NASA’s First Shuttle Into Space!

The Space Shuttle Columbia was the first built to go into space and finally launched with a two-man crew after extensive testing on April 12, 1981! Columbia had a distinguished career over 22 years completing 27 successful missions before, tragically, breaking up on reentry from its 28th mission on February 1st, 2003 killing all 7 crew members.

shuttle-columbia

Interesting Facts About The Space Shuttle Columbia!

  • Construction began on Columbia in 1975 with the Orbiter finally delivered to Kennedy Space Center in March 1979 where it underwent additional fitting out and testing.
  • On account of Columbia being constructed years earlier than the other Orbiters, such as Endeavour, it was considerably heavier (about 3,600 kgs heavier) mainly due to later shuttles benefiting from advances in technology.
  • The first flight, STS-1, was commanded by John Young, a veteran astronaut from the earlier Gemini and Apollo programs - he even walked on the Moon during Apollo 16!
  • The first flight of Columbia lasted 2 days with the shuttle orbiting the Earth 36 times before successfully reentering the atmosphere before gliding and landing on a dry lake bed at Edwards Airforce Base.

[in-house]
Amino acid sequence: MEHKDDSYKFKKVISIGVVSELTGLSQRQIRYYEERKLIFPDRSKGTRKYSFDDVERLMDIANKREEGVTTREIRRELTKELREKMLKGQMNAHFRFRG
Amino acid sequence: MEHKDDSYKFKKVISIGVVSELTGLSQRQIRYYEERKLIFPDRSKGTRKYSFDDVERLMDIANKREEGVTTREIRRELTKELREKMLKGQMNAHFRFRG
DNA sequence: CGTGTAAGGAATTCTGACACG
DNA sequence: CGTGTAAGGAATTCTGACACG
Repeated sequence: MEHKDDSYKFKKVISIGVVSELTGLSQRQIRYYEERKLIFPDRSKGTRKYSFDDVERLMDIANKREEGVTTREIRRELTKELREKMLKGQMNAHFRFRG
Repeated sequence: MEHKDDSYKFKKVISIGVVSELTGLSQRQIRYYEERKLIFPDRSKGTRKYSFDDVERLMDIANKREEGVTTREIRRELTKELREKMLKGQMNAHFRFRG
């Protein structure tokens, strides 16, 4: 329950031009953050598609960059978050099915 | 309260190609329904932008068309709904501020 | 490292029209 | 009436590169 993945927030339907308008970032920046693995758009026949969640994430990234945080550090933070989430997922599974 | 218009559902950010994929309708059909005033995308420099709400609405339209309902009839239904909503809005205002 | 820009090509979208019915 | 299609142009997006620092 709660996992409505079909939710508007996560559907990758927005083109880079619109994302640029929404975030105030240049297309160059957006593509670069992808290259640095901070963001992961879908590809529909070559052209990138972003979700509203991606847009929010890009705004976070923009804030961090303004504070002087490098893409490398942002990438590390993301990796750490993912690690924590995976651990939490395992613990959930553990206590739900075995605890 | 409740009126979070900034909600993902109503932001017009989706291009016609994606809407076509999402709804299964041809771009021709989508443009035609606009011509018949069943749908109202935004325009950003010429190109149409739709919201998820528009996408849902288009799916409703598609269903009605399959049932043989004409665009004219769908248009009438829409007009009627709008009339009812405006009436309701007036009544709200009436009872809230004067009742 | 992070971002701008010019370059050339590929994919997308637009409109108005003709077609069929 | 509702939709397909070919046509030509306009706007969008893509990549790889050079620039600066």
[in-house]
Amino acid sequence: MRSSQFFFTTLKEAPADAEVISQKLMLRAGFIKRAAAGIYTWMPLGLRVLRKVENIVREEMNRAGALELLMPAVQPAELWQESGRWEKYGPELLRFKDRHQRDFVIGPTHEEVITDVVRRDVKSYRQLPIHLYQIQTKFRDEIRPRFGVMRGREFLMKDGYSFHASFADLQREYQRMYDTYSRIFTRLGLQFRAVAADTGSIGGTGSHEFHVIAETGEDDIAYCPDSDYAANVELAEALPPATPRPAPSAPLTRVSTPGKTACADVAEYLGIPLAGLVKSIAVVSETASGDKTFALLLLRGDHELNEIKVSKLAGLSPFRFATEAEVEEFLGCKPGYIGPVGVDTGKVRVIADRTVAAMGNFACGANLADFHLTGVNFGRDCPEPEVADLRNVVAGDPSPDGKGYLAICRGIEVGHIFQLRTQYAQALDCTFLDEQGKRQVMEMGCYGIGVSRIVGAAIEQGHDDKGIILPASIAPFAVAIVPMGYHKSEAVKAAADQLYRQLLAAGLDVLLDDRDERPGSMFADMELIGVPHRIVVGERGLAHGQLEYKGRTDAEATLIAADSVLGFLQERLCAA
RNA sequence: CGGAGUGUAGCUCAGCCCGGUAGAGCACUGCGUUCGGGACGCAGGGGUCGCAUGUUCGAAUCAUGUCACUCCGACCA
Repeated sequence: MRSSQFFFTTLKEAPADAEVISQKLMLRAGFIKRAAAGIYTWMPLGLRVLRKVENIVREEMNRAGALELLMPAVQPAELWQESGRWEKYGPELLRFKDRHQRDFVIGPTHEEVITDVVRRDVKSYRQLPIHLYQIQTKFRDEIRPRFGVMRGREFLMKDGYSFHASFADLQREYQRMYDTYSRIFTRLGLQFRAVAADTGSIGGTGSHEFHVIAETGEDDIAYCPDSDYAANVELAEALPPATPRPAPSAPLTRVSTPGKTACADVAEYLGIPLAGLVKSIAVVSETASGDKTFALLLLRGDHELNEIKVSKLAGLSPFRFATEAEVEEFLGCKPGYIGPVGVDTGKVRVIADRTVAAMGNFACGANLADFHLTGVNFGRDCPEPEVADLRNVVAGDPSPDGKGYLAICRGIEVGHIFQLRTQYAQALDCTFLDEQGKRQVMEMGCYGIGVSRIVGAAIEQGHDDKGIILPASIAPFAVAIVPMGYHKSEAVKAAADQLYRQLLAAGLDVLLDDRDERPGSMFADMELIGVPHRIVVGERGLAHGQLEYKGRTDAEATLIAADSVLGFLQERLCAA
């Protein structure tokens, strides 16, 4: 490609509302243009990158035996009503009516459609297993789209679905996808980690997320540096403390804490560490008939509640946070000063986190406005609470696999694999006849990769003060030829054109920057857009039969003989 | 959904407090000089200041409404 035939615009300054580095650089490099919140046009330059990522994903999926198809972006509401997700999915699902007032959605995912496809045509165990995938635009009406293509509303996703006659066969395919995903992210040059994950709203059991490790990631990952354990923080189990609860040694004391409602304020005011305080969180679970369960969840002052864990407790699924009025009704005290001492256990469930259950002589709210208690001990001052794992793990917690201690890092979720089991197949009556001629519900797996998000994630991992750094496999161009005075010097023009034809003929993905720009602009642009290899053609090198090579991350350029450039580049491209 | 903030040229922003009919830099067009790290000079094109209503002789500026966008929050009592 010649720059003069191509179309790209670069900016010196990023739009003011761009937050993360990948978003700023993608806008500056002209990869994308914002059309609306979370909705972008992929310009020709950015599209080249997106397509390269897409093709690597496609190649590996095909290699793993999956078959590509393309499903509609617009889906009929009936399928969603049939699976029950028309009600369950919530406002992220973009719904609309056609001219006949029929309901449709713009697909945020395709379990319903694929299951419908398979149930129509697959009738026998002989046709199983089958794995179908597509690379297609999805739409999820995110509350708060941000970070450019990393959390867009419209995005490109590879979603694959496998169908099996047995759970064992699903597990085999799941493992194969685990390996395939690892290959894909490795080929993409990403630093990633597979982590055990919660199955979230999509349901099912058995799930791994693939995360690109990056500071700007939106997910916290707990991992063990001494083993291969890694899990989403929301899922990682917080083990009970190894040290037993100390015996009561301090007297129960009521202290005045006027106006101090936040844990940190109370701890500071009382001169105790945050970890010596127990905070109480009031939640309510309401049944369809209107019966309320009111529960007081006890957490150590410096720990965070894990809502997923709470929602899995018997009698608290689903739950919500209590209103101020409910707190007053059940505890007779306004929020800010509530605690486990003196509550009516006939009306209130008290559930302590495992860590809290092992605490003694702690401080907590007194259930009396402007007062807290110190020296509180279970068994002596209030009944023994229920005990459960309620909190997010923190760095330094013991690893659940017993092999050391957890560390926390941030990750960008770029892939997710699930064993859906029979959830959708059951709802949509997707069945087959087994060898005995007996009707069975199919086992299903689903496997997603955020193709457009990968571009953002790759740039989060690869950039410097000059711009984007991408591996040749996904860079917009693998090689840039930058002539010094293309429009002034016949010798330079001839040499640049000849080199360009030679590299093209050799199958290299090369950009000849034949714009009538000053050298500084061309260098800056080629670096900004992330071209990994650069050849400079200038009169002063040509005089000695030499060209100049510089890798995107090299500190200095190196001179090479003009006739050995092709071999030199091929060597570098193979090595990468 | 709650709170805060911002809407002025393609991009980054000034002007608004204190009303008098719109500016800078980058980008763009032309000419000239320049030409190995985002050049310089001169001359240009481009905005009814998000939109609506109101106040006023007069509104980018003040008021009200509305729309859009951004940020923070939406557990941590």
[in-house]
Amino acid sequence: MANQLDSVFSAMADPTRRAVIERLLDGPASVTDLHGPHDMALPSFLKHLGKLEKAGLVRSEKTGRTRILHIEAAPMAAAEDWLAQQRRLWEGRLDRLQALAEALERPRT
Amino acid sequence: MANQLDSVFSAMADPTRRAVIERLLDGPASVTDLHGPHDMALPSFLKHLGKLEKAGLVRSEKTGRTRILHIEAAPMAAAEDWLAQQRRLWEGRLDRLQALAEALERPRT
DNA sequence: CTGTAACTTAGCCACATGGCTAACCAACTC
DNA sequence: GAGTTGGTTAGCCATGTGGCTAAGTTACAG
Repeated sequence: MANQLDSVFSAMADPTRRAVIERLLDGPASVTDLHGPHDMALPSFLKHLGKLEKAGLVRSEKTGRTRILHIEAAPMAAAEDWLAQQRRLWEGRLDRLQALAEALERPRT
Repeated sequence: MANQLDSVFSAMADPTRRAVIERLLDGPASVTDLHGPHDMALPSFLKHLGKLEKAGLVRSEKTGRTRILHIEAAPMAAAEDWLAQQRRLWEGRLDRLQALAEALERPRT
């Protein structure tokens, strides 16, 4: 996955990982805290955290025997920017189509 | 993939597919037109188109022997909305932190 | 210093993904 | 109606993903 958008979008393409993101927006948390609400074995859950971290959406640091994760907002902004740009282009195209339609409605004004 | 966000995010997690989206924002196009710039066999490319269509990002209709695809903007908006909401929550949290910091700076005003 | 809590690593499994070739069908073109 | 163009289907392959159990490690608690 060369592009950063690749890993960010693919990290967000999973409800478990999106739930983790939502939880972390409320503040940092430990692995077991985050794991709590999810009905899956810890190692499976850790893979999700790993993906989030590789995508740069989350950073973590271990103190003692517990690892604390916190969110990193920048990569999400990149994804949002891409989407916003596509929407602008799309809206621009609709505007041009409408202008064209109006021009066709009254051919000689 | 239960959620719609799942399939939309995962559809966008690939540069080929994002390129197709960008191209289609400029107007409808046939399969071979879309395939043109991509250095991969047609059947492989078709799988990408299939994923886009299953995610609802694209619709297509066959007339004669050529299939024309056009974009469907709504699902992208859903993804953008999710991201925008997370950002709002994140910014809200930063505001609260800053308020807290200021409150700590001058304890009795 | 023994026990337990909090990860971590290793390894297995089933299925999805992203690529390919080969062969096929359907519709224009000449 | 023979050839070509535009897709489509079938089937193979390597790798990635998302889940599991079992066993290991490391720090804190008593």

• STS-1 and STS-2 flown by Columbia were the only two shuttle missions to fly with a painted External fuel Tank (white). Future missions flew with the iconic orange tank to save the weight of the paint!
  • The launch of mission STS-61C took aloft the first sitting member of the US House of Representatives into space.
  • Columbia was the used in 1999 to launch the Chandra X-ray Observatory.
  • The Orbiters final successful mission, STS-109, was the 4th servicing mission to the Hubble Space Telescope.
  • The Columbia is Lost; during the launch of what would be Columbia’s final mission, STS-107, a block of insulating foam came loose off the External Tank and struck the leading edge of the left wing. Unknown to the crew or NASA ground control the foam shattered a hole in the wing so when two weeks later, after the crew's science mission and during reentry, hot plasma gases entered the Orbiters wing causing it to fail. This resulted in the disintegration of the vehicle as it lost control and began tumbling and burning up. All 7 crew members on board died.
  • Over 22 years Columbia flew 28 missions in total, amassing over 300 days in space with 4,808 orbits and a total distance of 125,204,911 miles (201,497,772 km) up until STS-107 which was her last.
 
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